CIAM can dramatically impact the customer experience since registering and verifying a user identity happens at the beginning of the customer journey. It’s one of their first impressions of your brand. And customers want it all: simplicity, speed, security and data privacy—without hurdles and headaches. When we address these demands, business costs will drop and revenues will rise. Gain every advantage: 

  • Elevate customer experiences
    Customers want fast and easy access to their accounts, apps, and services. Fantastic identity experiences can build customer loyalty and drive sales. A poor login experience with too much friction can have the opposite effect, driving customers away. According to HubSpot, companies that deliver better customer experiences outperform their competitors by 80%. 
  • Deliver ironclad security
    To strengthen security, CIAM must include passwordless authentication that’s designed to validate user identities with maximum certainty. FIDO2 biometric authentication achieves this by verifying users based on their fingerprints or facial scans. Not only do customers prefer it, but it’s significantly stronger than passwords and basic multi-factor authentication (MFA). 

    Many CIAM solutions also include password management and standard MFA. This, however, can be problematic since passwords are targeted in 80% of attacks, according to Verizon. Plus consumers reuse passwords for dozens of accounts, so credentials stolen from another site could be used to enter your digital properties. We predict future CIAM solutions (and companies) will abandon the use of passwords and password management entirely.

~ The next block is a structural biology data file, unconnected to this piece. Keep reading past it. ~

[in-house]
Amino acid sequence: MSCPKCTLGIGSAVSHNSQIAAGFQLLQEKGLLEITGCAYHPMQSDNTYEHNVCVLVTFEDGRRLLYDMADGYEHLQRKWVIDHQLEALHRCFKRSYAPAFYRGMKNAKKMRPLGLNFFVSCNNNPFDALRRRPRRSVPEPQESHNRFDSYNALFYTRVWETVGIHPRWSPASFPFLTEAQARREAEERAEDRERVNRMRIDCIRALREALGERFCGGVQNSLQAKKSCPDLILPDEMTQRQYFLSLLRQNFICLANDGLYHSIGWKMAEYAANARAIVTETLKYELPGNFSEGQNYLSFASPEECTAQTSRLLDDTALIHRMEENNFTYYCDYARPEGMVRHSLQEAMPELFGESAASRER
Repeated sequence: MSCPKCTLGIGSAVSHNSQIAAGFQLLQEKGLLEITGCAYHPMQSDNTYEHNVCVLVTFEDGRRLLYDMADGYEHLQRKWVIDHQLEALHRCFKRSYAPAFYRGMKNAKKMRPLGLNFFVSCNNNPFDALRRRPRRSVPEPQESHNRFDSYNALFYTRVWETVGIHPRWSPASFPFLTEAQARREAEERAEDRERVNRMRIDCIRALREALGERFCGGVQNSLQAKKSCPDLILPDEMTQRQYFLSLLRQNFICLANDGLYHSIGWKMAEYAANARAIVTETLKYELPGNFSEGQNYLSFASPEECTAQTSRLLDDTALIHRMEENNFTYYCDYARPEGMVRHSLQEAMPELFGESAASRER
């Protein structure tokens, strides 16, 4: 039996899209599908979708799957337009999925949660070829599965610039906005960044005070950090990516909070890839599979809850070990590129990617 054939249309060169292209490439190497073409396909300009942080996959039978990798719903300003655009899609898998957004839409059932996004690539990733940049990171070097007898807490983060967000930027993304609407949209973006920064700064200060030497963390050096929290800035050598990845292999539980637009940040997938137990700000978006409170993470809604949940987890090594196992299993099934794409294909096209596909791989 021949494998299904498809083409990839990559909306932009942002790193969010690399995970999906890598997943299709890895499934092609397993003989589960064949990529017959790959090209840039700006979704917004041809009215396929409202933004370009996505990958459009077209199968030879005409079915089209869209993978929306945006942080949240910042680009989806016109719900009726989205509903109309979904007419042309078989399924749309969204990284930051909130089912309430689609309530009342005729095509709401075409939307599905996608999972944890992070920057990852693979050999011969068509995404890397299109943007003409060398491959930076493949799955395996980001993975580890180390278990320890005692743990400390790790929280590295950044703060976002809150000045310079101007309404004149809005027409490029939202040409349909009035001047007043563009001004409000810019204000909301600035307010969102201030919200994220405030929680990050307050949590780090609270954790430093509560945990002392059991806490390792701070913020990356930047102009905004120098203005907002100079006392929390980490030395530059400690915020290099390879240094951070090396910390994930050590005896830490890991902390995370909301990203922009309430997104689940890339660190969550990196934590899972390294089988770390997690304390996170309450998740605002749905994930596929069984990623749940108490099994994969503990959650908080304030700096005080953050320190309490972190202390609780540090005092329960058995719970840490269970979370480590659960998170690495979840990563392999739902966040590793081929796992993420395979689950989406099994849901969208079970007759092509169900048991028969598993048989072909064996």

• Boost revenue
    By eliminating problematic passwords and replacing them with smooth and easy identity experiences, customers are more inclined to visit longer, return frequently and spend more. This is directly tied to removing friction from the customer experience. Companies that authenticate customers without the hassles of passwords, security questions, one-time passcodes (OTPs), failed logins and resets, will increase sales. Businesses can also reclaim 33% in sales previously lost due to forgotten passwords.
  • Protect data privacy
    Companies that respect and protect customer privacy will earn customer trust. Preventing data misuse, data theft and account takeovers are essential for compliance with security and data privacy laws. If your company plans to use customer data and share it with partners to improve personalization, be sure to follow strict privacy regulations and sound security practices.